Date: Monday, November 6, 2017
Session Type: ACR Poster Session B
Session Time: 9:00AM-11:00AM
Four biosimilar tumor necrosis factor α (TNFα) inhibitors have been approved by the FDA in the United States as of April 2017. This survey was developed to evaluate US rheumatologists’ familiarity with biosimilars, the concept of biosimilarity, and the approval process for biosimilars in the treatment of immune-mediated chronic diseases.
A 20-question survey was administered by WebMD between December 9 and 14, 2016. Physicians (n=958) who were medscape.com members were invited to participate in an online survey via email. Most survey items used a 5-point Likert scale. Results were summarized descriptively.
Overall, 131 physicians responded, a response rate of 13.67%. Data were collected from 102 participants who were self-identified rheumatologists, practicing in the US for ≥1 year. All but 1 respondent had prescribed a TNFα monoclonal antibody (mAB) for the treatment of an autoimmune disease. When asked to choose the status of biosimilar development (as of December 2016), the majority (84%) of respondents were aware that an infliximab biosimilar was approved in the US, but only 47% and 34% were aware of the recent approvals of the adalimumab and etanercept biosimilars, respectively. Most physicians were extremely (38%) or moderately (36%) familiar with the FDA’s definition of a biosimilar. Most respondents (71%) were aware that an approved biosimilar was not automatically deemed interchangeable by the FDA. When asked to rate their expectations of biosimilar products, 74% indicated that an interchangeable designation was very or moderately important. Regarding other characteristics of the biosimilar compared with the originator, the majority indicated that effectiveness (96%), safety (96%), and durability of response (95%) were very or moderately important. Regarding treatment initiation, 66% of physicians were extremely likely or likely to initiate biosimilar treatment for a biologic treatment-naïve patient with RA if the approval included efficacy and safety studies in the same indication, whereas 5% and 29% were extremely likely or likely, respectively, to initiate biosimilar treatment for a biologic treatment-naïve patient with a different rheumatologic condition than the one on which the approval was based. Approximately 60% of survey respondents were unlikely to switch therapy from an originator to its biosimilar TNFα mAB in patients who were doing well, regardless of whether the patient had the same or a different rheumatologic indication than the one on which the biosimilar approval was based. Also, 21% of respondents were extremely likely or likely to switch to a biosimilar if the patient was failing on the originator.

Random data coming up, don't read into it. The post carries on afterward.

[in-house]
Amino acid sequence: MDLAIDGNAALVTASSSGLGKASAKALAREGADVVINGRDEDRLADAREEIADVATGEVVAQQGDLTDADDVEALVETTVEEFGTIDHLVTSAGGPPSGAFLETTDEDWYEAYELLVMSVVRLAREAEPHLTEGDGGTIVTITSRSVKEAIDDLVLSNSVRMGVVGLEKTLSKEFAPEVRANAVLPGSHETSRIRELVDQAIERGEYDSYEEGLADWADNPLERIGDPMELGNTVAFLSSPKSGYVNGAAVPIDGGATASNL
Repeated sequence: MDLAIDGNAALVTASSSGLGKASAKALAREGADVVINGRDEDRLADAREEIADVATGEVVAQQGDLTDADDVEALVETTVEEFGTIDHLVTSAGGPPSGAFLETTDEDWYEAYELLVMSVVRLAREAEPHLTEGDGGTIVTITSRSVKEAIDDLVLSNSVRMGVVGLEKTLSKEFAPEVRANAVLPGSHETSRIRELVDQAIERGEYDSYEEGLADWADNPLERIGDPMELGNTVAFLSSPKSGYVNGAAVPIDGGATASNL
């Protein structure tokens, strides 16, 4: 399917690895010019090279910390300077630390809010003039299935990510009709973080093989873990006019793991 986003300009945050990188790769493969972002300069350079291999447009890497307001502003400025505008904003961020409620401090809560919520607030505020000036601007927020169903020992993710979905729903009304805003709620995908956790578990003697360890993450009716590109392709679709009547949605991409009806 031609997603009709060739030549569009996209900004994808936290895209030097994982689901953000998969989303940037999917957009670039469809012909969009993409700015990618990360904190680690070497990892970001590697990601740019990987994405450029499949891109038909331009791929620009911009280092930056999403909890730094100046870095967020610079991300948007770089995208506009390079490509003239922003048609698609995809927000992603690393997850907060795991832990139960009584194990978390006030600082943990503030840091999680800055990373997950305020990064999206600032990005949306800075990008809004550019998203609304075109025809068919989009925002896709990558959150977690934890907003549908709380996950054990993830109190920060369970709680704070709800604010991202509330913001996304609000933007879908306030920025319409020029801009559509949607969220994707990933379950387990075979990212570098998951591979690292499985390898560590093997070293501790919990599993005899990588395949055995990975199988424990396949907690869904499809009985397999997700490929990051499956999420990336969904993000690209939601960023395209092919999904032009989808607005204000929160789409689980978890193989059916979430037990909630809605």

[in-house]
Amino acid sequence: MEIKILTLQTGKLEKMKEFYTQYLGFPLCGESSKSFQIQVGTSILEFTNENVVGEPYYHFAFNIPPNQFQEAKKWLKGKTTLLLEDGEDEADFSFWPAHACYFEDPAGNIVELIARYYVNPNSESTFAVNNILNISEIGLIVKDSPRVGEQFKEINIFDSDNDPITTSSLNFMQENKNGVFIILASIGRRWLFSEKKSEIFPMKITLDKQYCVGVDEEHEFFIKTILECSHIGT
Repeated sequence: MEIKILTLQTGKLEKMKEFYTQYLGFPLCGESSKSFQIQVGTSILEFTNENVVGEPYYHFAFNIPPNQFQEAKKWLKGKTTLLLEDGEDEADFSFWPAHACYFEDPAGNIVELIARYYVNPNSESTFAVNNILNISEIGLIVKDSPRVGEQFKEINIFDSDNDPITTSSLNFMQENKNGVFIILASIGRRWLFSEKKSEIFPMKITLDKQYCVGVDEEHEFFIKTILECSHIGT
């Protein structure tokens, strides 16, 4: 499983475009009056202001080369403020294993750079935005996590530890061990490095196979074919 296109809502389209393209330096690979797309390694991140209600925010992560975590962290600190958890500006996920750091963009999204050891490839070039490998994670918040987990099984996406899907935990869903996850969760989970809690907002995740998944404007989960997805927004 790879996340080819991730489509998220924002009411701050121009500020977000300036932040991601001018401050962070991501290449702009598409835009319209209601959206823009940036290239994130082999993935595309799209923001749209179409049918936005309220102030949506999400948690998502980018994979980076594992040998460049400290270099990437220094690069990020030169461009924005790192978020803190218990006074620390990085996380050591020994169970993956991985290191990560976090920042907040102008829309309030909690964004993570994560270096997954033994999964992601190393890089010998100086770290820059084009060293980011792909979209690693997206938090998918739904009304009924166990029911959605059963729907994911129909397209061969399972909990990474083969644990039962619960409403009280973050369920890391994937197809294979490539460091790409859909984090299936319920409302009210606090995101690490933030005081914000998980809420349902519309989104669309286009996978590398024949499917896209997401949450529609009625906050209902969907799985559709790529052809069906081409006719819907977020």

This survey supports a need to further educate US rheumatologists about biosimilars, extrapolation, and interchangeability. Knowledge gaps include a lack of understanding of biosimilarity based on switching, and the availability of currently approved biosimilars.
To cite this abstract in AMA style:Gibofsky A, Badawi S. Biosimilar Knowledge Among US Rheumatologists – a Survey [abstract]. Arthritis Rheumatol. 2017; 69 (suppl 10). https://acrabstracts.org/abstract/biosimilar-knowledge-among-us-rheumatologists-a-survey/. Accessed September 18, 2021.
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